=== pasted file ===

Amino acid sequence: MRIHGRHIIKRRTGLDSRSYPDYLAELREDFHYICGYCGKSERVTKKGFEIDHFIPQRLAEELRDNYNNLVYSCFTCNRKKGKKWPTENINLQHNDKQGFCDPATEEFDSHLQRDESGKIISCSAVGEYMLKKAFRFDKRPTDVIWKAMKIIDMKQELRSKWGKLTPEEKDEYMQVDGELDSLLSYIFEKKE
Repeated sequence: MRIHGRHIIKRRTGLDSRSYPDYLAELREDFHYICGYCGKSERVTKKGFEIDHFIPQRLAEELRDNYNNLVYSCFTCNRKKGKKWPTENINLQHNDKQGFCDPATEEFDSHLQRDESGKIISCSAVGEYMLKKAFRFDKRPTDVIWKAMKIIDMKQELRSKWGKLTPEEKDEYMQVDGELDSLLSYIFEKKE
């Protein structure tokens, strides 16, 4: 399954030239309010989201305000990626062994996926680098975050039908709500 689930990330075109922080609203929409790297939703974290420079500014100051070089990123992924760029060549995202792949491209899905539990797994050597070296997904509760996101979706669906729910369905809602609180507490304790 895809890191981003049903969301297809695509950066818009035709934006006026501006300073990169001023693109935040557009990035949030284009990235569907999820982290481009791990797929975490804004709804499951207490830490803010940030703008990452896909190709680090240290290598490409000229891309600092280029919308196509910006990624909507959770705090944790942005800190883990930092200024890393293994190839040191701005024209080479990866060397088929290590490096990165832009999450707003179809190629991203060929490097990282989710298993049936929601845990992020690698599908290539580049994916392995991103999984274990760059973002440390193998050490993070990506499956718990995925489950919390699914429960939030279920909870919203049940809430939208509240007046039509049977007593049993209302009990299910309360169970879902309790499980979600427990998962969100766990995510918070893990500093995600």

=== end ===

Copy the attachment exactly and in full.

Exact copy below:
Amino acid sequence: MRIHGRHIIKRRTGLDSRSYPDYLAELREDFHYICGYCGKSERVTKKGFEIDHFIPQRLAEELRDNYNNLVYSCFTCNRKKGKKWPTENINLQHNDKQGFCDPATEEFDSHLQRDESGKIISCSAVGEYMLKKAFRFDKRPTDVIWKAMKIIDMKQELRSKWGKLTPEEKDEYMQVDGELDSLLSYIFEKKE
Repeated sequence: MRIHGRHIIKRRTGLDSRSYPDYLAELREDFHYICGYCGKSERVTKKGFEIDHFIPQRLAEELRDNYNNLVYSCFTCNRKKGKKWPTENINLQHNDKQGFCDPATEEFDSHLQRDESGKIISCSAVGEYMLKKAFRFDKRPTDVIWKAMKIIDMKQELRSKWGKLTPEEKDEYMQVDGELDSLLSYIFEKKE
């Protein structure tokens, strides 16, 4: 399954030239309010989201305000990626062994996926680098975050039908709500 689930990330075109922080609203929409790297939703974290420079500014100051070089990123992924760029060549995202792949491209899905539990797994050597070296997904509760996101979706669906729910369905809602609180507490304790 895809890191981003049903969301297809695509950066818009035709934006006026501006300073990169001023693109935040557009990035949030284009990235569907999820982290481009791990797929975490804004709804499951207490830490803010940030703008990452896909190709680090240290290598490409000229891309600092280029919308196509910006990624909507959770705090944790942005800190883990930092200024890393293994190839040191701005024209080479990866060397088929290590490096990165832009999450707003179809190629991203060929490097990282989710298993049936929601845990992020690698599908290539580049994916392995991103999984274990760059973002440390193998050490993070990506499956718990995925489950919390699914429960939030279920909870919203049940809430939208509240007046039509049977007593049993209302009990299910309360169970879902309790499980979600427990998962969100766990995510918070893990500093995600």